Turning rubbish into innovation in West Africa

Background

In Cameroon, Nigeria and Sierra Leone, there is a growing number of entrepreneurs who are turning rubbish into innovation by making paving tiles and building materials from plastic waste. 

Living Earth Foundation is an international NGO, based in London, which has been working to help support the growth of household waste recycling businesses in African cities through its Waste to Wealth programme

In 2013, Living Earth was introduced to Pierre Kamsouloum, a Cameroonian entrepreneur from the Northern region of Cameroon who was pioneering this technology. Pierre agreed to join forces with Living Earth and he has since travelled across Cameroon and to Nigeria and Sierra Leone, training over 100 entrepreneurs in this new technology.

What is it?

A paving stone or brick made in any desired shape that can be used for pavements, building bricks or other purposes.

How does it work?

Paving stones can be manufactured from waste plastics without requiring significant capital investment. The main component of the mixture can be made from plastic packaging (like bags and transparent films) and it is possible to mix other types of plastic waste in. The process is simple, melting the plastics down and mixing with sand. This mixture can then be moulded into any desired shape to produce paving tiles (such as for pavements).

Step-by-step process

  1. Collecting the plastic – In Sub-Saharan Africa, millions of plastic sachets, bags and bottles are improperly disposed everyday. Most of this waste comes in the form of water sachets; a safe and clean source of drinking water, which unfortunately has a negative environmental impact. With few options for recycling, and poor waste management services, these plastics end up on the streets, in rivers and streams, or being indiscriminately burnt in communities and school playing fields. Plastic paving relies on plastic as a source of materials, and enterprises either collect plastics themselves or buy them from middle-men who collect, clean and sell plastic by weight.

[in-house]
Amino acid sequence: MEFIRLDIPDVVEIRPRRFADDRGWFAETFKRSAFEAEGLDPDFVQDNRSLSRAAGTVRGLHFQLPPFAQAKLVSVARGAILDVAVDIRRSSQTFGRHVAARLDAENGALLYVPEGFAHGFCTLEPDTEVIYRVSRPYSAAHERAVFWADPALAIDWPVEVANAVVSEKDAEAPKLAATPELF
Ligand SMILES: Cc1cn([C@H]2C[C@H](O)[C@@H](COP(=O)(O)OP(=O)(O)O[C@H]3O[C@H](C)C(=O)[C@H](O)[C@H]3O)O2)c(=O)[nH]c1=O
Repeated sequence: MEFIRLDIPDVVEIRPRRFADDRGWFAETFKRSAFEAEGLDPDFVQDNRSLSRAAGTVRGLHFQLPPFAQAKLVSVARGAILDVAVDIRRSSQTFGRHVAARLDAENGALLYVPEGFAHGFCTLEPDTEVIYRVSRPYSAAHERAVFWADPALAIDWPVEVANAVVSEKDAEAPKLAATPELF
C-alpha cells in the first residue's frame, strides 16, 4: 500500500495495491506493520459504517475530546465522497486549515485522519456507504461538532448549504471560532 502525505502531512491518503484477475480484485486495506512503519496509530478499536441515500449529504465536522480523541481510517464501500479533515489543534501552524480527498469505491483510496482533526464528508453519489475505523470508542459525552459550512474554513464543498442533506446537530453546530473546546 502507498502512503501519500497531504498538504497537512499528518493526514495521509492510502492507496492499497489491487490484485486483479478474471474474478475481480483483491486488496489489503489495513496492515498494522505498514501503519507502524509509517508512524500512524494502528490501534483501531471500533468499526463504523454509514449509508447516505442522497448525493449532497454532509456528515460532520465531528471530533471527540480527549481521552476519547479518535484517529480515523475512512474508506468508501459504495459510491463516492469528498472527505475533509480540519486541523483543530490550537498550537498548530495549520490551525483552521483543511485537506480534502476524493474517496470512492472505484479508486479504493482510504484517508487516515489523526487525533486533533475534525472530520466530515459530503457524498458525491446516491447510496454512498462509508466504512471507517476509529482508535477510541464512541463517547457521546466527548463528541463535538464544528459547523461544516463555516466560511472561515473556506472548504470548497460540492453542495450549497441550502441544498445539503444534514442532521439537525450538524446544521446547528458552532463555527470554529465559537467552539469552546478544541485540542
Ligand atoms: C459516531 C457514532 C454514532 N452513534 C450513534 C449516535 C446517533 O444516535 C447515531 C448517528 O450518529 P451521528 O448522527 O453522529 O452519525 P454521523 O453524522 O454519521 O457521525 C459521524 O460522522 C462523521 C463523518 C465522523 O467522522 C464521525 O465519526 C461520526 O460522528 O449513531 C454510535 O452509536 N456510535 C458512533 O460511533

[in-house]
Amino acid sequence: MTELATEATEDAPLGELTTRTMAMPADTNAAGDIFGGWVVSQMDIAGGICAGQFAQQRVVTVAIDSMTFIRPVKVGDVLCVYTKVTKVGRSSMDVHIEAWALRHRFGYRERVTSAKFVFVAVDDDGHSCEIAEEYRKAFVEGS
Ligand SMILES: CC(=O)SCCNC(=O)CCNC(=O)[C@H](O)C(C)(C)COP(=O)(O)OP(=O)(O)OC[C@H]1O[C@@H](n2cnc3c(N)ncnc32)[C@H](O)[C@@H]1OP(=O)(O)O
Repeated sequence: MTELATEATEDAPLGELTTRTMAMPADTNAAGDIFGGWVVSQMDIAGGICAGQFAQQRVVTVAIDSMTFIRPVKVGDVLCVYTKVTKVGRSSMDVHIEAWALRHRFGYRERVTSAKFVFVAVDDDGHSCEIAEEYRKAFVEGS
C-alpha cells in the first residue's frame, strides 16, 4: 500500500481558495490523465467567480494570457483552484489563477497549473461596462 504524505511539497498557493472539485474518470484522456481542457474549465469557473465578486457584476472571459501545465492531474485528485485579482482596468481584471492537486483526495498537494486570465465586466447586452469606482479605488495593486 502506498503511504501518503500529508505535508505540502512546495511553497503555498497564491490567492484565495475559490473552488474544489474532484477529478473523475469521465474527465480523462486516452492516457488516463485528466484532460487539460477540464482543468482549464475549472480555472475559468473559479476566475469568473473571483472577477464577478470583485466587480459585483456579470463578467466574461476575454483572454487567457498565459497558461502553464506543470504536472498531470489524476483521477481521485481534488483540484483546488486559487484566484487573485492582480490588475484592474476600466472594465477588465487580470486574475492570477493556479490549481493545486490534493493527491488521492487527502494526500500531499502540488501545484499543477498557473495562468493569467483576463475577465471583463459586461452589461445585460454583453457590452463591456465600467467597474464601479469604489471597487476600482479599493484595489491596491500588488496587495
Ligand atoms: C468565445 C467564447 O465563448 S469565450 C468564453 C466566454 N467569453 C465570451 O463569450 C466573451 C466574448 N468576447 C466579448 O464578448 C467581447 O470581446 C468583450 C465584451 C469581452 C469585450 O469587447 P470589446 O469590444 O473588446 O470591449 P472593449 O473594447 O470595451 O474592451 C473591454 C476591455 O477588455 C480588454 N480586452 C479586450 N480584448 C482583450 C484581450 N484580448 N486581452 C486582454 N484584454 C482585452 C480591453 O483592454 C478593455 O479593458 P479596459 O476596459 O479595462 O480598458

2. Melting the mixture - Plastic is melted in a simple drum, often made from readily available oil drums, or thicker sheet metal that is specially welded together. It is vital that those involved in the melting process wear adequate safety equipment, including eye protection, breathing apparatus, gloves, overalls and safety boots. When all the plastic in the drum is melted into a thin liquid, it is ready to be mixed.
  3. Mixing - Sand is then added and mixed with specially created mixing poles, until a smooth consistency is formed. The mixture must be kept moving to avoid burning.
  4. Moulding - The mixture is then poured into metal moulds on a metal table, which are all greased with engine oil to prevent sticking. The mixture is compacted and smoothed using large trowels and a hand operated compactor, and the finished product is removed from the mould.
  5. Drying - Completed products are placed in the sun to dry for up to 24 hours, after which they are ready to be used.